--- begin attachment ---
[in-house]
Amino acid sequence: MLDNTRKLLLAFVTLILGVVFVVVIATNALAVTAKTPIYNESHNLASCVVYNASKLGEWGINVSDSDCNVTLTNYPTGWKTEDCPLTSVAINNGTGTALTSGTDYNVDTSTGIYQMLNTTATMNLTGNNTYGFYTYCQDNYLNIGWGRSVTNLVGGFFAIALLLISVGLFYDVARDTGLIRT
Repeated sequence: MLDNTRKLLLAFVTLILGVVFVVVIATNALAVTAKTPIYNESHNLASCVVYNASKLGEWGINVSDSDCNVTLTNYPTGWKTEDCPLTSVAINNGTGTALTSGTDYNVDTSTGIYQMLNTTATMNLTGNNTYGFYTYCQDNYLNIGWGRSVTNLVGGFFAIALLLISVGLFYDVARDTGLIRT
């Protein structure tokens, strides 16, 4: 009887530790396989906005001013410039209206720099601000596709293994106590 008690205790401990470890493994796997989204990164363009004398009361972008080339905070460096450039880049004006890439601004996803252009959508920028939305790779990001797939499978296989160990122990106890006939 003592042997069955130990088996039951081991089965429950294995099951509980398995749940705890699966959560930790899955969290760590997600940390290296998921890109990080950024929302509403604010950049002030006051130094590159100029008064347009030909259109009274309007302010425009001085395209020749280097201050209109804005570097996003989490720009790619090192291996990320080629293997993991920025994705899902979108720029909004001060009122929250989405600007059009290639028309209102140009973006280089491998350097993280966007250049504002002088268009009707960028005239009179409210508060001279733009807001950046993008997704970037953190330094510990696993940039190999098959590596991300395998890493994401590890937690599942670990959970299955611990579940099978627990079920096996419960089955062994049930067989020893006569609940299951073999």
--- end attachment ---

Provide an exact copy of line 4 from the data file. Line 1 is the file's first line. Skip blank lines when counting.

């Protein structure tokens, strides 16, 4: 009887530790396989906005001013410039209206720099601000596709293994106590 008690205790401990470890493994796997989204990164363009004398009361972008080339905070460096450039880049004006890439601004996803252009959508920028939305790779990001797939499978296989160990122990106890006939 003592042997069955130990088996039951081991089965429950294995099951509980398995749940705890699966959560930790899955969290760590997600940390290296998921890109990080950024929302509403604010950049002030006051130094590159100029008064347009030909259109009274309007302010425009001085395209020749280097201050209109804005570097996003989490720009790619090192291996990320080629293997993991920025994705899902979108720029909004001060009122929250989405600007059009290639028309209102140009973006280089491998350097993280966007250049504002002088268009009707960028005239009179409210508060001279733009807001950046993008997704970037953190330094510990696993940039190999098959590596991300395998890493994401590890937690599942670990959970299955611990579940099978627990079920096996419960089955062994049930067989020893006569609940299951073999």